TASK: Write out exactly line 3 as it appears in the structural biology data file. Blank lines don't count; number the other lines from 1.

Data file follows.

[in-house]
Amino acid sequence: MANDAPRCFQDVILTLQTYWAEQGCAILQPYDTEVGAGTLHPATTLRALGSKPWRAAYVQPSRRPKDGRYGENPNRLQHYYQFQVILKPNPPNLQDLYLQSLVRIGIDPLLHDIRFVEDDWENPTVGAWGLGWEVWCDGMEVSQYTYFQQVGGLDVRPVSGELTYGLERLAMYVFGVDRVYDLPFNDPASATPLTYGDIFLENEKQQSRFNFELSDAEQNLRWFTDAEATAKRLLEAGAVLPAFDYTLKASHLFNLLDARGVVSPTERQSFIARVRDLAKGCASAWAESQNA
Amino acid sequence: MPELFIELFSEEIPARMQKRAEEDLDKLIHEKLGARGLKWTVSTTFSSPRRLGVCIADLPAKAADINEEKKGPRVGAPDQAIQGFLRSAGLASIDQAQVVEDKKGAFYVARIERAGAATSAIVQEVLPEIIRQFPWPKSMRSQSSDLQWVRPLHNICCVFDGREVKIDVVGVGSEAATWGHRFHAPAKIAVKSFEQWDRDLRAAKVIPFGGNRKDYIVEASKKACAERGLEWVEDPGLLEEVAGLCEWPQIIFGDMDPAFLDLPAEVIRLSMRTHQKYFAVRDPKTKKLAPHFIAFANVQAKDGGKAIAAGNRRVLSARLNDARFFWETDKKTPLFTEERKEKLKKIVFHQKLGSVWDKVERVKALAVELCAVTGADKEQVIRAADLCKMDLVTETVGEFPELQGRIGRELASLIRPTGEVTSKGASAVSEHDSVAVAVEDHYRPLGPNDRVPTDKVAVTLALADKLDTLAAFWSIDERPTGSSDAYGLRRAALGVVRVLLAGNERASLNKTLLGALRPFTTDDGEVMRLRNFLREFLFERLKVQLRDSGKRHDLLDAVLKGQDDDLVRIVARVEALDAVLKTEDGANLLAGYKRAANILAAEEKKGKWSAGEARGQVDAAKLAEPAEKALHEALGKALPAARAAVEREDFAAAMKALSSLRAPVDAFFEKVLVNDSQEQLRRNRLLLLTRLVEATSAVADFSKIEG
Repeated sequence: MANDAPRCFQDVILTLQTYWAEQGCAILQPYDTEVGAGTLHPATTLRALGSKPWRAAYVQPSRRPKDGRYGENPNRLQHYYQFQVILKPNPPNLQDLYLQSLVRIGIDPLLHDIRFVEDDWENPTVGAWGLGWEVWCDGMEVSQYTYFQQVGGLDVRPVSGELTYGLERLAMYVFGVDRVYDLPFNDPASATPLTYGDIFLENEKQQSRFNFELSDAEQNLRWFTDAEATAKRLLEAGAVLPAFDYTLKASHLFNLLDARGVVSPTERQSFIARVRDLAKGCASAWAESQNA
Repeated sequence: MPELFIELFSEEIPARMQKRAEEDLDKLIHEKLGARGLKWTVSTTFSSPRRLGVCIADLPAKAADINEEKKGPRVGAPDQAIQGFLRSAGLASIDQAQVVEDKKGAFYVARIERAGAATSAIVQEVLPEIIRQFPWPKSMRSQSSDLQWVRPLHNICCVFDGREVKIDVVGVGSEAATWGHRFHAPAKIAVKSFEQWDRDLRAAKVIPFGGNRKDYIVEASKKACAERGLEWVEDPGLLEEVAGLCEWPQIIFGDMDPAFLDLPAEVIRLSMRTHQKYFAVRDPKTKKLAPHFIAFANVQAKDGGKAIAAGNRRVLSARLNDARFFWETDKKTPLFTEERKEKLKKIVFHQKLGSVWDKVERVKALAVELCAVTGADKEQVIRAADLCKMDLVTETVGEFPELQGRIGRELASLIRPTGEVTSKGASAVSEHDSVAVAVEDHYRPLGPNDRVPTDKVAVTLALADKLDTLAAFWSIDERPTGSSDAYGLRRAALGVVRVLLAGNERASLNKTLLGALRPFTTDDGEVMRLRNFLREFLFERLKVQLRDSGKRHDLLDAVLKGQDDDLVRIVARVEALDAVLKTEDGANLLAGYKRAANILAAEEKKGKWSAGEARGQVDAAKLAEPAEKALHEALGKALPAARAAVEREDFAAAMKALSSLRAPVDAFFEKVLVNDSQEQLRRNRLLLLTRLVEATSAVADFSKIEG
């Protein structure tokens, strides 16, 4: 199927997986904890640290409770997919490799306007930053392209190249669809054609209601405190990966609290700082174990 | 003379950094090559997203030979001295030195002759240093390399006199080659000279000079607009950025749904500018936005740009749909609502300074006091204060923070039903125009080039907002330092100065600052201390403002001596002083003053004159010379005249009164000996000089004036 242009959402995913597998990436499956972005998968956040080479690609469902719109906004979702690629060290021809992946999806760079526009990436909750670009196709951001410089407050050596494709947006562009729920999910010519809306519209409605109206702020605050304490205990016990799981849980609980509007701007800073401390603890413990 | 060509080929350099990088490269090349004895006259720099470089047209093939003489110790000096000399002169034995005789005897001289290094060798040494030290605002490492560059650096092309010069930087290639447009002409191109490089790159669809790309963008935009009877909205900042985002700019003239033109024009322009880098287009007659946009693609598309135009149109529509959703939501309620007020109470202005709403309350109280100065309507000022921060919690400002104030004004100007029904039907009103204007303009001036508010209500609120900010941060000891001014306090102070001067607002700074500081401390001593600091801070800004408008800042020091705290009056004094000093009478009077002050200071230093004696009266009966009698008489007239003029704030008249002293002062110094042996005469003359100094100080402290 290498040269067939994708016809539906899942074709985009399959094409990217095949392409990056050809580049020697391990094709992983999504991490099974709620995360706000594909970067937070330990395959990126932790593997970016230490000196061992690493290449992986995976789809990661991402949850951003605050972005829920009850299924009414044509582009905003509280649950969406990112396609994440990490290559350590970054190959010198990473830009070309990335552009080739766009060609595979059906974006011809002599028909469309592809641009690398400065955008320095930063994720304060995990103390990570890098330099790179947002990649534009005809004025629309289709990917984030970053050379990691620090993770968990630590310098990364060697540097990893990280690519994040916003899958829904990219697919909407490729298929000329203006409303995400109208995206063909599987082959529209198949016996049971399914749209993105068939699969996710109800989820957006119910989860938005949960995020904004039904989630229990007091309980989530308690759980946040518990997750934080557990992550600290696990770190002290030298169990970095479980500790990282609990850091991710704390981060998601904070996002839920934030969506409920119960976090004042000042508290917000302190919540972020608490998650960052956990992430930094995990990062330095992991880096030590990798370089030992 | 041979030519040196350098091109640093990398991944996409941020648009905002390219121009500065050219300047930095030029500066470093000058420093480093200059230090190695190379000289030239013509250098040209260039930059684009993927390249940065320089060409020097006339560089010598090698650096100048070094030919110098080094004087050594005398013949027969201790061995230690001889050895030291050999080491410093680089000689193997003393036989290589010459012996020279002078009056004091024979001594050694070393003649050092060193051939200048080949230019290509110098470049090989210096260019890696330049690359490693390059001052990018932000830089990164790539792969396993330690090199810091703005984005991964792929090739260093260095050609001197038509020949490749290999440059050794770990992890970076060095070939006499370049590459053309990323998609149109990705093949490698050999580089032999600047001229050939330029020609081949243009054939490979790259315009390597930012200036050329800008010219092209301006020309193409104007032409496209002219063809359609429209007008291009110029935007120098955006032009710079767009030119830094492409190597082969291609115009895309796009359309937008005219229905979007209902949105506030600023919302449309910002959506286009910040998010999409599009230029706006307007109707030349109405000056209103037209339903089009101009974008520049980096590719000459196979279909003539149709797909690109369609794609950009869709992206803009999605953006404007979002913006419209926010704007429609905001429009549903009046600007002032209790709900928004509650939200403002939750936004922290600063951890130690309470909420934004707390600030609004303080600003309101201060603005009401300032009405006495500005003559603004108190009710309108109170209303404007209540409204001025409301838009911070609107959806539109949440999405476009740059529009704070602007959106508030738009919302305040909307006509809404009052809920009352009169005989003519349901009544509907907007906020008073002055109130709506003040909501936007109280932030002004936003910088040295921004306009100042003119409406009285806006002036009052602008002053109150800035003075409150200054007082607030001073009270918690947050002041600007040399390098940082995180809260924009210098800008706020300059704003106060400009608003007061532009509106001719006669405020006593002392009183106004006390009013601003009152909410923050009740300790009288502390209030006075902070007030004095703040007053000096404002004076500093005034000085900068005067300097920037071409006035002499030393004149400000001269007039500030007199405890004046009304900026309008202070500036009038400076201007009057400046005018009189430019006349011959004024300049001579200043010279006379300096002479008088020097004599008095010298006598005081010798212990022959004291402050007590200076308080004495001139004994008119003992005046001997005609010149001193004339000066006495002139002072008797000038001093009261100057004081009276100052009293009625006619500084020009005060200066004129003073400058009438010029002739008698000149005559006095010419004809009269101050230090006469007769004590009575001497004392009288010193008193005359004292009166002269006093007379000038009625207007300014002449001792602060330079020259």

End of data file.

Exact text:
Amino acid sequence: MPELFIELFSEEIPARMQKRAEEDLDKLIHEKLGARGLKWTVSTTFSSPRRLGVCIADLPAKAADINEEKKGPRVGAPDQAIQGFLRSAGLASIDQAQVVEDKKGAFYVARIERAGAATSAIVQEVLPEIIRQFPWPKSMRSQSSDLQWVRPLHNICCVFDGREVKIDVVGVGSEAATWGHRFHAPAKIAVKSFEQWDRDLRAAKVIPFGGNRKDYIVEASKKACAERGLEWVEDPGLLEEVAGLCEWPQIIFGDMDPAFLDLPAEVIRLSMRTHQKYFAVRDPKTKKLAPHFIAFANVQAKDGGKAIAAGNRRVLSARLNDARFFWETDKKTPLFTEERKEKLKKIVFHQKLGSVWDKVERVKALAVELCAVTGADKEQVIRAADLCKMDLVTETVGEFPELQGRIGRELASLIRPTGEVTSKGASAVSEHDSVAVAVEDHYRPLGPNDRVPTDKVAVTLALADKLDTLAAFWSIDERPTGSSDAYGLRRAALGVVRVLLAGNERASLNKTLLGALRPFTTDDGEVMRLRNFLREFLFERLKVQLRDSGKRHDLLDAVLKGQDDDLVRIVARVEALDAVLKTEDGANLLAGYKRAANILAAEEKKGKWSAGEARGQVDAAKLAEPAEKALHEALGKALPAARAAVEREDFAAAMKALSSLRAPVDAFFEKVLVNDSQEQLRRNRLLLLTRLVEATSAVADFSKIEG